Testing Tips

Take a Deeper Look at Peel and Seal Testing.

The terms peel and seal strength are sometimes used interchangeably when describing a material’s adhesion properties and the appropriate test methods to accurately test and measure this property. In reality, these terms are distinctly different when it comes to materials testing.  Specific testing protocols should be followed to ensure accurate and comparable data.

Peel Strength Testing

Peel strength is the measure of the force required to separate two bonded materials such as tape, labels, and plastic films.  It can also provide valuable information to evaluate the peel strength for sealed containers, trays, and pouches.

The strength is calculated during a test by pulling the sample at a constant rate of speed and averaging the force data collected over a defined distance or time and dividing this by the unit width of the sample. Results are commonly expressed as N/m or lb/in.

Depending on the material and application, peel testing can simulate actual product use and be tested at various peeling angles.

  • 180° Peel Test – the sample is pulled at a 180° angle from the substrate
  • 90° Peel Test – an adhered sample is pulled at a 90° angle from the substrate
  • T-Peel Test – common for flexible bonded material
  • Floating Roller Peel Test – common for when a flexible material adheres to a rigid substrate


Peel Strength Data Analysis

Following is a typical graph produced when performing a peel strength test. The primary analysis occurs after the initial slack has been taken up to provide a more accurate representation of the peel strength of the material. Most modern testing instruments will allow the user to adjust the analysis area to eliminate data from the beginning and end of the test.


In addition to calculating the peel strength of the material, software analysis of the data can identify the high force, low force, and standard deviation in the analyzed area.  Here are some of the fixtures available for peel testing:

Peel options for adhesion testing.

Popular test methods for peel strength analysis include the following:

    • ASTM B533 Peel Metal Coating Test Equipment
    • ASTM C794 Adhesion-in-Peel Elastomeric Joint Sealants Test Equipment
    • ASTM D1781 Climbing Drum Peel Test Equipment for Adhesives
    • ASTM D1876 T Peel Resistance Test Equipment for Adhesives
    • ASTM D2979 Tack Adhesive Testing Machine
    • ASTM D3167 Peel Resistance Adhesives Test Equipment
    • ASTM D3330 – Peel Adhesion Pressure Sensitive Adhesive Tapes
    • ASTM D429 – Rubber to Metal Adhesion Test Equipment
    • ASTM D5170 T Peel Strength of Hook and Loop Touch Velcro Fasteners
    • ASTM D6252 90 Degree Peel Adhesion Equipment for Pressure-Sensitive Label Stocks
    • ASTM D6862 90 Degree Peel Resistance Test Equipment for Adhesives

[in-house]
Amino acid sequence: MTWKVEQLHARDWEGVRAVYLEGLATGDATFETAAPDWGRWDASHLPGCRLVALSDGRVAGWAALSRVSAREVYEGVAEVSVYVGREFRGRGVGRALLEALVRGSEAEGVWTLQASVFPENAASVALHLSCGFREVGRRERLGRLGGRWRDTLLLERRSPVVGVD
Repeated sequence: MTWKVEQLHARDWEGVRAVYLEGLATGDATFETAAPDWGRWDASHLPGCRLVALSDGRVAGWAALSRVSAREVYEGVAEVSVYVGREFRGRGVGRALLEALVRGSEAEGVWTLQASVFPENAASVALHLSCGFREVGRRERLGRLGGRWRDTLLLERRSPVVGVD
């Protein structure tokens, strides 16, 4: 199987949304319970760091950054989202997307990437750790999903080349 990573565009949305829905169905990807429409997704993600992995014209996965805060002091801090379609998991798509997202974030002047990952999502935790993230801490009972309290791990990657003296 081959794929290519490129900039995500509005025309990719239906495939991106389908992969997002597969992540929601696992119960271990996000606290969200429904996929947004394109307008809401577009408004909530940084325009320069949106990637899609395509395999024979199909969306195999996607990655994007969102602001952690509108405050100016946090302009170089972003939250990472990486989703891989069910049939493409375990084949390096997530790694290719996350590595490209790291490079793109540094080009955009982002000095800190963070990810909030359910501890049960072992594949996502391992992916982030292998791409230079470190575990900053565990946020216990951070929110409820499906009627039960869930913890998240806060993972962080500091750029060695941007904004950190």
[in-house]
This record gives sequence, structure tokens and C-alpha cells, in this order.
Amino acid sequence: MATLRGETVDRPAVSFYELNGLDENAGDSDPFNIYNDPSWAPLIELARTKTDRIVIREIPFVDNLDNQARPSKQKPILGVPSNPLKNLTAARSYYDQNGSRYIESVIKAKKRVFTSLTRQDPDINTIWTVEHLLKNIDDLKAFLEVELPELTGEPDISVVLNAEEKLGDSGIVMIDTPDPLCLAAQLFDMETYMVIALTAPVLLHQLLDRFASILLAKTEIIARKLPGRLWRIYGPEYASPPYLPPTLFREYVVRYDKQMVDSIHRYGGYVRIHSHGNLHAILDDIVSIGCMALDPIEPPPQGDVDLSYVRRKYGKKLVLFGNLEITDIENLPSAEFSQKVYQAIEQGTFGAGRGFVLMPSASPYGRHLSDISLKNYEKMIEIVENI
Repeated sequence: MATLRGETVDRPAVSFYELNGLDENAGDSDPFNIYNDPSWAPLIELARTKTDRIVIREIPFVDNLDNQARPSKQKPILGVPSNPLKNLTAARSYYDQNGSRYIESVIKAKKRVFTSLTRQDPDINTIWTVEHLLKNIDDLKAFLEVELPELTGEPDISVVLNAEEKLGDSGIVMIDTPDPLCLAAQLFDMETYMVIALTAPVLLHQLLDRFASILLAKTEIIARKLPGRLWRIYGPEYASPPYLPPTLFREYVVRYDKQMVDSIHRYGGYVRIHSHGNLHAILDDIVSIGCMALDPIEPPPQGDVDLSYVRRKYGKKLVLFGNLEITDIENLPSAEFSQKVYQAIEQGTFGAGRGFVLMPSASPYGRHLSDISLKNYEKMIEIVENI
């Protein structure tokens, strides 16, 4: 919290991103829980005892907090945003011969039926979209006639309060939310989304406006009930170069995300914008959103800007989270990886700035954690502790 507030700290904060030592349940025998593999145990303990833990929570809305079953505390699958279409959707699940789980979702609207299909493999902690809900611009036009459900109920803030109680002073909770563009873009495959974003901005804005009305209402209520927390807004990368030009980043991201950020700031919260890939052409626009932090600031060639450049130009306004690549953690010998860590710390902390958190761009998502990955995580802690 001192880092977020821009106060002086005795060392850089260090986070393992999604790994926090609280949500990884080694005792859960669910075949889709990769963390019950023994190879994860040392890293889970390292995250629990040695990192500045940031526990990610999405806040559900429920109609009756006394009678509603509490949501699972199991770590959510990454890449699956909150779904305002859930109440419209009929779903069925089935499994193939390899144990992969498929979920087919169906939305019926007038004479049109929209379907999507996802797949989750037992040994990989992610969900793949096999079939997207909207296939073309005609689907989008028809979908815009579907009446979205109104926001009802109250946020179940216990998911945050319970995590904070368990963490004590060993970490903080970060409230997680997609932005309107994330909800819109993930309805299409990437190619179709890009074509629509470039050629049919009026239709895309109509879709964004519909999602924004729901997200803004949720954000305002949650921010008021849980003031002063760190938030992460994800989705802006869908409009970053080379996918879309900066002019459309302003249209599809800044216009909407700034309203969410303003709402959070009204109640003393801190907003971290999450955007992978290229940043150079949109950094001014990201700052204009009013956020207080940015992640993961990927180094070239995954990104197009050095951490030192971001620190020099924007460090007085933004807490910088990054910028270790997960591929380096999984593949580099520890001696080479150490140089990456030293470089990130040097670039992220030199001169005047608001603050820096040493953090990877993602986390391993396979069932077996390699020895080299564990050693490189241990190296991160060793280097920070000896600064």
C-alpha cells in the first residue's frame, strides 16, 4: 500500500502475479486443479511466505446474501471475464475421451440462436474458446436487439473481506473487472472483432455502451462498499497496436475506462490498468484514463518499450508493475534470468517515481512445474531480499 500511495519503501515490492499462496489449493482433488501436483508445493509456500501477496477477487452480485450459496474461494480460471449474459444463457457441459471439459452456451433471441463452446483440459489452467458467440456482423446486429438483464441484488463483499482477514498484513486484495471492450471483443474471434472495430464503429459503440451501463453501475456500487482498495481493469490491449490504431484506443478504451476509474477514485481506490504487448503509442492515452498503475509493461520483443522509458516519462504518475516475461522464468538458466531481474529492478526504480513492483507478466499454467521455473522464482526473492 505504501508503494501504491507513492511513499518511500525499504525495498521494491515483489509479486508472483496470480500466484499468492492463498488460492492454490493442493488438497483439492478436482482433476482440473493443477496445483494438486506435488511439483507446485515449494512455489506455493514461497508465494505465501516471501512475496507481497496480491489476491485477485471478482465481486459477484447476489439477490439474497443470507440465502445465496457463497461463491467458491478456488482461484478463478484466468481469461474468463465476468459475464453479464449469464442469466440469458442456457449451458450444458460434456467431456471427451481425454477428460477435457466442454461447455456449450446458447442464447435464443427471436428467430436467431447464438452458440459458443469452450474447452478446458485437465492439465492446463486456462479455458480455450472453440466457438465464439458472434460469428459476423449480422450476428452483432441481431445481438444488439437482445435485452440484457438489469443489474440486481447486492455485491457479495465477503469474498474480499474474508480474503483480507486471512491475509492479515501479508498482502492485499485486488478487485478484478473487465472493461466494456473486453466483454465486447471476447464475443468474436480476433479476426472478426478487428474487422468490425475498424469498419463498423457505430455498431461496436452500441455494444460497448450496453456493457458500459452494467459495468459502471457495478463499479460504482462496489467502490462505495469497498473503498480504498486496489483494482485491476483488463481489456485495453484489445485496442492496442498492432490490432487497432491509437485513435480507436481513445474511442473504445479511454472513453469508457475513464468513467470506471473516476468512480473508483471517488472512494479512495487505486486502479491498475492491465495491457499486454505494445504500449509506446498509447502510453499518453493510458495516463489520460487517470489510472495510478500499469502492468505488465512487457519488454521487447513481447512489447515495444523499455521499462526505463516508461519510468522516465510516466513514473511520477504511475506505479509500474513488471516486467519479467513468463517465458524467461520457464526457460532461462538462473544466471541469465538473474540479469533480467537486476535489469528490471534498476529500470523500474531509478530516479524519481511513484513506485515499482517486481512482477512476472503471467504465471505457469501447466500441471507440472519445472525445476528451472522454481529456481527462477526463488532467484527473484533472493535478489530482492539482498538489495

• ASTM D903 180 degree Peel Strip Strength of Adhesive Bonds
    • ASTM F88 Seal Strength Testing Equipment for Flexible Barrier Materials
    • ISO 4578 Peel Resistance Testing Adhesives
    • FTM-1 Peel adhesion (180 degrees) test equipment
    • PSTC-101 Peel Adhesion Test Equipment for Pressure-Sensitive Tape (PSA)

Seal Strength

Seal strength is a useful measure to help predict the final integrity of a package along with the packaging processes’ ability to produce consistent seals, especially those made from thin plastic sheets or similar flexible material. The test is a combination of a tensile test and an adhesive test.

Materials being evaluated for heat seal strength should be prepared using a suitable heat sealer with the provision to control the temperature, dwell time, and pressure of the sealing dies as this can affect the ultimate strength of the heat seal. Specialized equipment is available to perform hot tack testing as the seal strength test should be performed with a specific time interval.

ASTM F88 is the most common test method used to measure and quantify the strength of the seal of flexible materials. The bonded test specimens are prepared to 1” widths with each end clamped in the grips of a tensile tester or similar testing instrument. The test is performed at a constant rate of speed (typically 12 inches/minute) until the bond or material fails.

As some of the force values measured are a result of the sample bending and not entirely due to the strength of the bond, ASTM F88 provides suggested fixtures and techniques to hold the sample at various angles to the pull direction to control this bending force. Examples are shown below:

Peel Testing

This is an example of a seal strength test:
    Seal Strength Test


Once a test is completed, a visual assessment of the sample should be made to determine the failure type that occurred and noted on the test report.  This can include those shown below:

Different Peel Testing Examples

Seal and peel strength measurements can be performed on complete packages, such as cups and trays, to better gauge the adhesion of the lidding material to the formed substrate.

Vacuum seal testing   
(Examples of a seal test on a cup and tray utilizing specialized test fixtures)